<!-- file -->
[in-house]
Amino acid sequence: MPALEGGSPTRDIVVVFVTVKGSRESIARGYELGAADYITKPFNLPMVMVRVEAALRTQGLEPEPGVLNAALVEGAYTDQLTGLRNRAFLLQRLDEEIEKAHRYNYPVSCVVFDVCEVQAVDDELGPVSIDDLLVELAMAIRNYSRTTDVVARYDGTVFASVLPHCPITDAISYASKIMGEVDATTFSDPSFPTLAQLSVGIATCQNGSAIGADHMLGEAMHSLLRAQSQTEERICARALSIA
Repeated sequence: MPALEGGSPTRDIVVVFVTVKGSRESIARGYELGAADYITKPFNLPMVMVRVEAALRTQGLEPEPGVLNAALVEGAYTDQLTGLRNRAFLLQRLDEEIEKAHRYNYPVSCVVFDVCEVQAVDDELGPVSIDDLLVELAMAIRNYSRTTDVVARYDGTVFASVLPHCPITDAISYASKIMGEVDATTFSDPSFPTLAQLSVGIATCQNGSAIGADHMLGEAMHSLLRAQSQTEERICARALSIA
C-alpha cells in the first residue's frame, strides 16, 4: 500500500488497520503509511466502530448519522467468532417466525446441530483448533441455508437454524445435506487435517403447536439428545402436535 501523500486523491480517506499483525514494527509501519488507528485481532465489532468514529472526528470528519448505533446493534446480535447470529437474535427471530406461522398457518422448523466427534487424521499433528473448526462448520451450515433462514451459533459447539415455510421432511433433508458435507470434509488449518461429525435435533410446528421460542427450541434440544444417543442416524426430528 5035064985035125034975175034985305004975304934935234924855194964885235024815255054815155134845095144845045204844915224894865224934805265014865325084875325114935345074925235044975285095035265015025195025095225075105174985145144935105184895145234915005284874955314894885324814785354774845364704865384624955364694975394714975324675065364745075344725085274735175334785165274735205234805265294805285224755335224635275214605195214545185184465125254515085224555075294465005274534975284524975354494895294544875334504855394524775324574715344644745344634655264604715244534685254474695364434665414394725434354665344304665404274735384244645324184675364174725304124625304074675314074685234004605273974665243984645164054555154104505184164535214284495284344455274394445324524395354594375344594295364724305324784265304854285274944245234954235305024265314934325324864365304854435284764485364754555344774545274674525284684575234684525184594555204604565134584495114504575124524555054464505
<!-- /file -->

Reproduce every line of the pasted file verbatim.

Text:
[in-house]
Amino acid sequence: MPALEGGSPTRDIVVVFVTVKGSRESIARGYELGAADYITKPFNLPMVMVRVEAALRTQGLEPEPGVLNAALVEGAYTDQLTGLRNRAFLLQRLDEEIEKAHRYNYPVSCVVFDVCEVQAVDDELGPVSIDDLLVELAMAIRNYSRTTDVVARYDGTVFASVLPHCPITDAISYASKIMGEVDATTFSDPSFPTLAQLSVGIATCQNGSAIGADHMLGEAMHSLLRAQSQTEERICARALSIA
Repeated sequence: MPALEGGSPTRDIVVVFVTVKGSRESIARGYELGAADYITKPFNLPMVMVRVEAALRTQGLEPEPGVLNAALVEGAYTDQLTGLRNRAFLLQRLDEEIEKAHRYNYPVSCVVFDVCEVQAVDDELGPVSIDDLLVELAMAIRNYSRTTDVVARYDGTVFASVLPHCPITDAISYASKIMGEVDATTFSDPSFPTLAQLSVGIATCQNGSAIGADHMLGEAMHSLLRAQSQTEERICARALSIA
C-alpha cells in the first residue's frame, strides 16, 4: 500500500488497520503509511466502530448519522467468532417466525446441530483448533441455508437454524445435506487435517403447536439428545402436535 501523500486523491480517506499483525514494527509501519488507528485481532465489532468514529472526528470528519448505533446493534446480535447470529437474535427471530406461522398457518422448523466427534487424521499433528473448526462448520451450515433462514451459533459447539415455510421432511433433508458435507470434509488449518461429525435435533410446528421460542427450541434440544444417543442416524426430528 5035064985035125034975175034985305004975304934935234924855194964885235024815255054815155134845095144845045204844915224894865224934805265014865325084875325114935345074925235044975285095035265015025195025095225075105174985145144935105184895145234915005284874955314894885324814785354774845364704865384624955364694975394714975324675065364745075344725085274735175334785165274735205234805265294805285224755335224635275214605195214545185184465125254515085224555075294465005274534975284524975354494895294544875334504855394524775324574715344644745344634655264604715244534685254474695364434665414394725434354665344304665404274735384244645324184675364174725304124625304074675314074685234004605273974665243984645164054555154104505184164535214284495284344455274394445324524395354594375344594295364724305324784265304854285274944245234954235305024265314934325324864365304854435284764485364754555344774545274674525284684575234684525184594555204604565134584495114504575124524555054464505